Wednesday July 23rd, 2008

Obviously, there are so many factors that have been applied, incrementally, over a long time to bring us to a place where an African-American can be elected president. But I cannot help believing that the ubiquity and esteem of the black man in sport has played a significant part in this transformation of the body politic's thinking.

You see, the way the black athlete has evolved in the public mind has made him something of a precursor for African-Americans in other visible fields. Originally, in fact, blacks in sport were confined strictly to the arena. Many of the biggest stars -- Jim Brown, Bill Russell, Muhammad Ali -- seemed downright threatening. They only underscored the image of African-American leaders as confrontational. For so long, endorsements invariably went to lesser white athletes, because advertisers simply assumed that a product's association with even a non-controversial black star must be off-putting to white consumers.

But, my -- as well we know -- how that changed.

By the 1990s, Michael Jordan was accepted as the most prominent pitchman on the planet, and he has been primarily succeeded by Tiger Woods. Moreover, outspoken and even prickly black sportsmen like Charles Barkley or Shaquille O'Neal are accepted, and even admired, for their candor.

From a cultural point of view, this sea change in attitude signalled that race did not constitute that much of a perceptual difference in public figures . . . which, ultimately, of course, leads us from the playing field to entertainment to politics to, at last, the presidential race and Barack Obama.

In that vein, I particularly believe that the recent ascendancy of black movie stars -- notably Denzel Washington and Will Smith -- can be largely accounted for by the prior acceptance of the personable black athlete. Whereas Washington and Smith usually are viewed as the heirs to Sidney Poitier, he was really something of an anomaly -- a distant one-off separated by so many years. But the celebrated African-American athletes were, in effect, leading men themselves. So, an audience that grew up with the likes of Jordan and -- just as important -- all the black stars who were local heroes for teams, could so much more easily accept the same sort of Hollywood cross-over.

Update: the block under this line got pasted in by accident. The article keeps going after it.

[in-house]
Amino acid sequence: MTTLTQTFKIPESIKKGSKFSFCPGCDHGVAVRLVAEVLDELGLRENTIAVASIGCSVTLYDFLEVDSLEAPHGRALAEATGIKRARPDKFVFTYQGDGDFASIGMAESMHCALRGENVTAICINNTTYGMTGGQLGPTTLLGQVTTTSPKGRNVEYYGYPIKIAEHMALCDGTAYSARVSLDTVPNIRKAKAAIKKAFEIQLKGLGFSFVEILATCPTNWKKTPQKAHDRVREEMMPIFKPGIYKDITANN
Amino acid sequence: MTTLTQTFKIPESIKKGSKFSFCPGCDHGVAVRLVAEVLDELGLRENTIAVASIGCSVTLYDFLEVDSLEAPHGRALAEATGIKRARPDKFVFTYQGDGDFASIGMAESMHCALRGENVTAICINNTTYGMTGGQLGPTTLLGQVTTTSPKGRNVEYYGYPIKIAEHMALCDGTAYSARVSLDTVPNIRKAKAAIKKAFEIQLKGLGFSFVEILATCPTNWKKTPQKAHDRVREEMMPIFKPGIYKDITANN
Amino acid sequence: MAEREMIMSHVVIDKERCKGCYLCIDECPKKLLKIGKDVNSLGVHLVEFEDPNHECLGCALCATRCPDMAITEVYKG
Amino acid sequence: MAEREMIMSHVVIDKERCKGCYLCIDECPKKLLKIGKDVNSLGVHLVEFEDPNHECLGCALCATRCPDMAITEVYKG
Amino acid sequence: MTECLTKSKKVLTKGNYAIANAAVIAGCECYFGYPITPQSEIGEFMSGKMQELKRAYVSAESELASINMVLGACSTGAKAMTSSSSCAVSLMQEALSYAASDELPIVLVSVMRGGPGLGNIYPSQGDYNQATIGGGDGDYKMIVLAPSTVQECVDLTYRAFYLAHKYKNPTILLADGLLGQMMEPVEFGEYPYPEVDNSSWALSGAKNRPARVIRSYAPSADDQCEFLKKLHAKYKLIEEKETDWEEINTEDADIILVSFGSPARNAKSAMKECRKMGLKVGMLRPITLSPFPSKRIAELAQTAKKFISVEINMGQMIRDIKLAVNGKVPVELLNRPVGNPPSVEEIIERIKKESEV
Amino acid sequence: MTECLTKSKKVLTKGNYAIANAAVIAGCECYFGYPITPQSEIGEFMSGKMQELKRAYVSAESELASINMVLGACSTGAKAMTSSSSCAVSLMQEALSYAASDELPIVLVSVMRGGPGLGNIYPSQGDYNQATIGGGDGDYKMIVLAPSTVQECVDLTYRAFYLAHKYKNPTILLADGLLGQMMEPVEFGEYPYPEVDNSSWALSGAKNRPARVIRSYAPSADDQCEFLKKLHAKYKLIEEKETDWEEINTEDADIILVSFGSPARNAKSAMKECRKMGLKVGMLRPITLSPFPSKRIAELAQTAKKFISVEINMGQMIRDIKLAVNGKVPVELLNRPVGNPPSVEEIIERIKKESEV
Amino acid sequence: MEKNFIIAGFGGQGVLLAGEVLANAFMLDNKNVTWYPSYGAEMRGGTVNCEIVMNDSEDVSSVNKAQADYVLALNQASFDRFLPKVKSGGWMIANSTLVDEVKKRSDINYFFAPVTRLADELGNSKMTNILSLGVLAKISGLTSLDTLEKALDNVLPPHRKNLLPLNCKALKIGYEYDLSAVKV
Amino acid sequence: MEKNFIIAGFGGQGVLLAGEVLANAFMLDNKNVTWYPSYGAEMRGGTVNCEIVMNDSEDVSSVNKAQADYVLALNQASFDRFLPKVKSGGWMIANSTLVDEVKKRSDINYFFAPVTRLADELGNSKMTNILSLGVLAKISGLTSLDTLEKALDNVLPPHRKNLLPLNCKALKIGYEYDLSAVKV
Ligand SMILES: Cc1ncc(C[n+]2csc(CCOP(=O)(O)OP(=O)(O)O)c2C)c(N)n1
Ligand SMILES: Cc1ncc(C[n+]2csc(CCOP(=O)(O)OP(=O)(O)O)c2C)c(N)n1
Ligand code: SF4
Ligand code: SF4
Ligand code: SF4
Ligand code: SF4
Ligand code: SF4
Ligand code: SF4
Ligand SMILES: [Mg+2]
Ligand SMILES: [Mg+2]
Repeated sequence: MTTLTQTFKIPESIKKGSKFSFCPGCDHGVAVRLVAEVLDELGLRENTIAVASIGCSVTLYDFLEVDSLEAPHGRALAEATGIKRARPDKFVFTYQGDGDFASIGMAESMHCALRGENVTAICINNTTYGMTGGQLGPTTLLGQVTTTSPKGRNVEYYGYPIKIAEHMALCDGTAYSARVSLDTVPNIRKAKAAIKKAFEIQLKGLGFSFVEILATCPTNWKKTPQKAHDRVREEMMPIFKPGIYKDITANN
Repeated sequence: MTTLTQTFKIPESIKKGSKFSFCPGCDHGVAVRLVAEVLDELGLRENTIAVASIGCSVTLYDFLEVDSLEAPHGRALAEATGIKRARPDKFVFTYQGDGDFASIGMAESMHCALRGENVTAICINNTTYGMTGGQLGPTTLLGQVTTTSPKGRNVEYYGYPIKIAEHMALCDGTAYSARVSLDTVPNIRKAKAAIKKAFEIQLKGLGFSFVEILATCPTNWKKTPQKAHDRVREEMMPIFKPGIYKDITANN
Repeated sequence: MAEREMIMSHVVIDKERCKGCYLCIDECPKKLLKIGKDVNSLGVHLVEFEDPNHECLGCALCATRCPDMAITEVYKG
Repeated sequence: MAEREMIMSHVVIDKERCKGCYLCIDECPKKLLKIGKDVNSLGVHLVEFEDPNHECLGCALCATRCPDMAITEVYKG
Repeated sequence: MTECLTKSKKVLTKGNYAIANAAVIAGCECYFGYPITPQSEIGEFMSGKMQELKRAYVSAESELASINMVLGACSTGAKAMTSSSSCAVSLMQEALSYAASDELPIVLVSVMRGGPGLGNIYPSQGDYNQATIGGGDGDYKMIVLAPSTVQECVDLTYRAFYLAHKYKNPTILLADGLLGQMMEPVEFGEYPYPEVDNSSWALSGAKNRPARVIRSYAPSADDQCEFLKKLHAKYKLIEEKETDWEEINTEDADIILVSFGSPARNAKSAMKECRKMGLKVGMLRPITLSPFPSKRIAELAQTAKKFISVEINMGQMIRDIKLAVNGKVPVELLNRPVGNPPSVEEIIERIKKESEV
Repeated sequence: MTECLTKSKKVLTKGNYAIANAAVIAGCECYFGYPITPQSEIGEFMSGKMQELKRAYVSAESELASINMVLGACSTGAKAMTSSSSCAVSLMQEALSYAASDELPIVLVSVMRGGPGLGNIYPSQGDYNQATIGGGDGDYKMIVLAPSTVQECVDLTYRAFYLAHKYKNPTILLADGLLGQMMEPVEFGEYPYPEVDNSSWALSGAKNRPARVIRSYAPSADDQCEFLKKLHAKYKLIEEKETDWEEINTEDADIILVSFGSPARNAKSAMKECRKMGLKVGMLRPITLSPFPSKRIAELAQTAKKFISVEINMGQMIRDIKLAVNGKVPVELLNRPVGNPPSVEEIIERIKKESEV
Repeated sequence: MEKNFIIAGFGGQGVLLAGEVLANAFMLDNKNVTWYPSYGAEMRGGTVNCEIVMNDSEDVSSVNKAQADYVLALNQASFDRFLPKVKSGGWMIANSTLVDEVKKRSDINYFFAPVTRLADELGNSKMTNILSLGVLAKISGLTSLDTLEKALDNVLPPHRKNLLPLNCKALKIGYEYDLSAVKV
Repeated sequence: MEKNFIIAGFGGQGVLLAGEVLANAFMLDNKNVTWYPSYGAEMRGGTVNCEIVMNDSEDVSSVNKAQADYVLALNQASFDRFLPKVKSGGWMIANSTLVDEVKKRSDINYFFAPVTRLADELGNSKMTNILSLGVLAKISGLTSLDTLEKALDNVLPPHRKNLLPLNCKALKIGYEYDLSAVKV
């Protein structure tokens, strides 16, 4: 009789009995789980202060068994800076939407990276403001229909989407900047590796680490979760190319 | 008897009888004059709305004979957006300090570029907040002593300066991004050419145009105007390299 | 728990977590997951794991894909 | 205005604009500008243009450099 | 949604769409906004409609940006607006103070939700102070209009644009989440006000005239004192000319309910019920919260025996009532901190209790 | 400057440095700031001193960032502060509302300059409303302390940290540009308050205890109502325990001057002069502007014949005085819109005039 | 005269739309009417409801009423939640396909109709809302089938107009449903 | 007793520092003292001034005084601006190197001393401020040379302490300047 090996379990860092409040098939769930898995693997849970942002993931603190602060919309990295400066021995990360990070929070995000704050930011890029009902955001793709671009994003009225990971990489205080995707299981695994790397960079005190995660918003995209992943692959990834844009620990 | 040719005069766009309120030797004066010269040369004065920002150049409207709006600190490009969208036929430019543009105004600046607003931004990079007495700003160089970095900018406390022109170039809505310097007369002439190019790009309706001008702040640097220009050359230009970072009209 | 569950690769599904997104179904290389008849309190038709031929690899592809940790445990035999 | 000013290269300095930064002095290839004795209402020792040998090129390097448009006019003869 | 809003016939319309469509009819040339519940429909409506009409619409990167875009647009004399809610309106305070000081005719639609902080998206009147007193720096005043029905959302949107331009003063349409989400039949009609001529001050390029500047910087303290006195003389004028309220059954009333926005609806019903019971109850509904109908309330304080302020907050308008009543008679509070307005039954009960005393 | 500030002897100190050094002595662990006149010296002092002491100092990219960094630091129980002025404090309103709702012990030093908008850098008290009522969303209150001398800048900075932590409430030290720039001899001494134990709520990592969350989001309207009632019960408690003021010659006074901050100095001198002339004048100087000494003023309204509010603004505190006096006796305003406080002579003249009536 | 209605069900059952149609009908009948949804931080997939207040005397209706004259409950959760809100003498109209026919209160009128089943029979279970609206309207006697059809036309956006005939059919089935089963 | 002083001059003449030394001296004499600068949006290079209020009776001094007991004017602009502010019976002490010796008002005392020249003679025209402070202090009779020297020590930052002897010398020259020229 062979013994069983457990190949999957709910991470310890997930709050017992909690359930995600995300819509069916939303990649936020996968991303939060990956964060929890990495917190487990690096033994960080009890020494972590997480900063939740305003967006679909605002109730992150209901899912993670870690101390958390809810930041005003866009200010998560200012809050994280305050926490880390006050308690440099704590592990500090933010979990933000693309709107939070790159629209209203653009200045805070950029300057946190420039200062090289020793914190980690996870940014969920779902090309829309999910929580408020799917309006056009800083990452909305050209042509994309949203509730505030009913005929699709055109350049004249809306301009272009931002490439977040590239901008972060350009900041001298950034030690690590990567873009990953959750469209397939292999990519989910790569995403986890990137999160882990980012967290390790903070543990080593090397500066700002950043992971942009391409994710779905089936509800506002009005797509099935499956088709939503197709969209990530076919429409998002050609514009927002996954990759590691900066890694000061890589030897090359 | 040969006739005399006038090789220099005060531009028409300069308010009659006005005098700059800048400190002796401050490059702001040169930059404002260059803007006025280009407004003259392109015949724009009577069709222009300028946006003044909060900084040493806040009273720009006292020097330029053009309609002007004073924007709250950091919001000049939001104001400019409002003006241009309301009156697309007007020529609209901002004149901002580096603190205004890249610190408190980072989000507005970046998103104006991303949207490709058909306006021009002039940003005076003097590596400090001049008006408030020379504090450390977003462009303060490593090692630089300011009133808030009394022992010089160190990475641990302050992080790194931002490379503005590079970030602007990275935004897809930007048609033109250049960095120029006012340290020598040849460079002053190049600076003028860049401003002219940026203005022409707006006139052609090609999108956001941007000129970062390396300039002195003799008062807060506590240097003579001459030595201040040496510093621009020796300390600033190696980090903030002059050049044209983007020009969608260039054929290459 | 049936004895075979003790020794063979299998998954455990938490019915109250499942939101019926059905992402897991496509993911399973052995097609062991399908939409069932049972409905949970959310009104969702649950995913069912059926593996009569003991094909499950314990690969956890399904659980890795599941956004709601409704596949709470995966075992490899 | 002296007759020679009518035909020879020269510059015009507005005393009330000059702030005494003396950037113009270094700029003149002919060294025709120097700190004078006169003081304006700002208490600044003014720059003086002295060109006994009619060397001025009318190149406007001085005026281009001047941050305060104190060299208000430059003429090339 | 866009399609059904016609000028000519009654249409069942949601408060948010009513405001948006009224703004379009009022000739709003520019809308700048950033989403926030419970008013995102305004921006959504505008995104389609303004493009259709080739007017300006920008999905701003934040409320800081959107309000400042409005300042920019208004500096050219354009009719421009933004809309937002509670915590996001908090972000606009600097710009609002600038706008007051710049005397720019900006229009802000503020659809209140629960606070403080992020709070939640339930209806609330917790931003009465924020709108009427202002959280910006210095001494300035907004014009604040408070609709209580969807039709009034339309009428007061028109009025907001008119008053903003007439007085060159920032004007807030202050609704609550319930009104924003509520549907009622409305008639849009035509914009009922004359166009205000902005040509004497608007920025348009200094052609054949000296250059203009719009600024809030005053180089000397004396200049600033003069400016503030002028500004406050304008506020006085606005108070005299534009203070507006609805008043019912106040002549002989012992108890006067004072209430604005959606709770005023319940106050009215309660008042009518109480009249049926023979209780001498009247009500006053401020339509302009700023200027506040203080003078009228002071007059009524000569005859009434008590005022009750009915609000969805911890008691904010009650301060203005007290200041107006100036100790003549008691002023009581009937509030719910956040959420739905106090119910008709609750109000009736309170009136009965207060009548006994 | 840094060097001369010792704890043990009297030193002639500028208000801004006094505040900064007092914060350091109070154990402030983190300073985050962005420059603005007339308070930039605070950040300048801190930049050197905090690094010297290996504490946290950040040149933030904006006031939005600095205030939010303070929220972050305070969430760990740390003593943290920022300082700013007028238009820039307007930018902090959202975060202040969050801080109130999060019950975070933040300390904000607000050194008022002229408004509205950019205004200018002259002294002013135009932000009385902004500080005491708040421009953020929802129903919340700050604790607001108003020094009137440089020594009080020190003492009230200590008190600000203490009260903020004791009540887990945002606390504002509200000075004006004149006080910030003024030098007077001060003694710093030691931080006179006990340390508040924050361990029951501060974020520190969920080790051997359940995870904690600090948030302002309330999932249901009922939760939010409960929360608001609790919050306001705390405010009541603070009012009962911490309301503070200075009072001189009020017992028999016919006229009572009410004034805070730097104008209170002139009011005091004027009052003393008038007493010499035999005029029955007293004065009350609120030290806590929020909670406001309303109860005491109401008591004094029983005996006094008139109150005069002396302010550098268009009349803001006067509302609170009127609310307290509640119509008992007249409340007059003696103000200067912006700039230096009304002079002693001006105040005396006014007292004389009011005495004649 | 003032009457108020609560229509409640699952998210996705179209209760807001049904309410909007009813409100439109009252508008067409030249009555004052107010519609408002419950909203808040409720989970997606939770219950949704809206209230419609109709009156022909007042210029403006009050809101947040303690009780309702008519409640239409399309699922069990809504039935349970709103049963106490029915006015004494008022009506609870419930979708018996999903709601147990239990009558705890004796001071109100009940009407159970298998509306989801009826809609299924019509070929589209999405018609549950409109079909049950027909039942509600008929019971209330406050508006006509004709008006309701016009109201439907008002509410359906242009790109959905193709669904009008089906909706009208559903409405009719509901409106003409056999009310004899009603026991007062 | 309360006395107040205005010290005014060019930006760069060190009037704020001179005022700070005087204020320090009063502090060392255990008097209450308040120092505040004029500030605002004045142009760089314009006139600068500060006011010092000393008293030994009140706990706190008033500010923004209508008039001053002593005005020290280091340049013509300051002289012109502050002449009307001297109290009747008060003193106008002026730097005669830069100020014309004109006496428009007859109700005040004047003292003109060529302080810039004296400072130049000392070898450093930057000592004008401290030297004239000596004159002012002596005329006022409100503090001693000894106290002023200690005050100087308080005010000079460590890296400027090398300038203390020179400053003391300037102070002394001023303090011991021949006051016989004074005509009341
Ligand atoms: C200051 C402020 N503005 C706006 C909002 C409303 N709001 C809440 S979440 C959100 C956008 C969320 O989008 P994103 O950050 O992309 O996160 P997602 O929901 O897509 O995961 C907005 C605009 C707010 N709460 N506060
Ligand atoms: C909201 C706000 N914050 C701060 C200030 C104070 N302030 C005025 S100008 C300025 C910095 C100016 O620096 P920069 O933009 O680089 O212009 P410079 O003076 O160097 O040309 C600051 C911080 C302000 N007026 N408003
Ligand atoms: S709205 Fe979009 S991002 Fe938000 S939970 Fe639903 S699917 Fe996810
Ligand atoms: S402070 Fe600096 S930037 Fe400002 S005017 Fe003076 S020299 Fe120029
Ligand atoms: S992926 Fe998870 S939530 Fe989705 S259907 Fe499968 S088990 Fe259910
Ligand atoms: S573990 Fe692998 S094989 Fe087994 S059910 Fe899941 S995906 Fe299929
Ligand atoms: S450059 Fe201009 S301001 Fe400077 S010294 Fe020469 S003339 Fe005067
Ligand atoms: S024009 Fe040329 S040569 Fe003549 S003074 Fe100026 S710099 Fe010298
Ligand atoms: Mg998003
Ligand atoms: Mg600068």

It's also true that just as the black superstar was for so long denied the chance to be a personality, so was the smart black player denied the opportunity to lead. Now, we don't get the chance to see most decision-makers in action. Neither boardrooms nor smoke-filled rooms are live on network TV. A-ha, but we can watch coaches and managers pull the strings and settle strategy on the sidelines. Surely it was influential to be able to see black men dispensing judgment in those visible positions and to see that black coaches were, as a group, just as smart and just as dumb as white coaches. Vivid equality.

Look, maybe Obama would be the Democratic nominee if there had never been a Frank Robinson and a Jordan and a Tony Dungy and a Derek Jeter. But I really don't think so. I think the black athlete has, ultimately, made a deep, if subconscious, impression on whites. He's been heroic, of course. But beyond that, it's he who's had the chance to show whites that he can be congenial -- just folks, just like the white guy next door -- and that he can demonstrably lead people, yea, even to championships. This evolving comfort factor for fans must have eased the path for Obama with voters.

As a closing fillip, it's always said that Obama is different from the African-American politicians who proceeded him. I agree.

He reminds me more of Arthur Ashe than anyone in his own business.

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